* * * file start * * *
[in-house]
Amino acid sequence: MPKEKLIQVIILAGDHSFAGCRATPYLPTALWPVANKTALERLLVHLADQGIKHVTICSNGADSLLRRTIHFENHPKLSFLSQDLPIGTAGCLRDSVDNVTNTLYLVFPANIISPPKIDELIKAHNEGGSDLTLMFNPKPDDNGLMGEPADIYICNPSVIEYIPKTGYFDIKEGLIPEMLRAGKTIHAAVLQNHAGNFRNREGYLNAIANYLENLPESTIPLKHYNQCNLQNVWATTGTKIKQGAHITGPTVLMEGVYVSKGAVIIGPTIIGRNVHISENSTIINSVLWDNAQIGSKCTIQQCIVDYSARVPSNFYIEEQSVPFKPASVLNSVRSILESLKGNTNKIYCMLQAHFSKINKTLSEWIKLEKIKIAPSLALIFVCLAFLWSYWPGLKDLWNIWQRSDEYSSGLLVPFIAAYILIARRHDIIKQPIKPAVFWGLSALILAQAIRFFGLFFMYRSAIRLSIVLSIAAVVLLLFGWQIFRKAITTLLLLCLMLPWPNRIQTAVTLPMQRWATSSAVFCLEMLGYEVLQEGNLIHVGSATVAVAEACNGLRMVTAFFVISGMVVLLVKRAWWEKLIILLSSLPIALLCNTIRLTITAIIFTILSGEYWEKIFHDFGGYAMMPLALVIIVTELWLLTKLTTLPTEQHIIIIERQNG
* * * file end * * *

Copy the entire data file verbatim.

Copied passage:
[in-house]
Amino acid sequence: MPKEKLIQVIILAGDHSFAGCRATPYLPTALWPVANKTALERLLVHLADQGIKHVTICSNGADSLLRRTIHFENHPKLSFLSQDLPIGTAGCLRDSVDNVTNTLYLVFPANIISPPKIDELIKAHNEGGSDLTLMFNPKPDDNGLMGEPADIYICNPSVIEYIPKTGYFDIKEGLIPEMLRAGKTIHAAVLQNHAGNFRNREGYLNAIANYLENLPESTIPLKHYNQCNLQNVWATTGTKIKQGAHITGPTVLMEGVYVSKGAVIIGPTIIGRNVHISENSTIINSVLWDNAQIGSKCTIQQCIVDYSARVPSNFYIEEQSVPFKPASVLNSVRSILESLKGNTNKIYCMLQAHFSKINKTLSEWIKLEKIKIAPSLALIFVCLAFLWSYWPGLKDLWNIWQRSDEYSSGLLVPFIAAYILIARRHDIIKQPIKPAVFWGLSALILAQAIRFFGLFFMYRSAIRLSIVLSIAAVVLLLFGWQIFRKAITTLLLLCLMLPWPNRIQTAVTLPMQRWATSSAVFCLEMLGYEVLQEGNLIHVGSATVAVAEACNGLRMVTAFFVISGMVVLLVKRAWWEKLIILLSSLPIALLCNTIRLTITAIIFTILSGEYWEKIFHDFGGYAMMPLALVIIVTELWLLTKLTTLPTEQHIIIIERQNG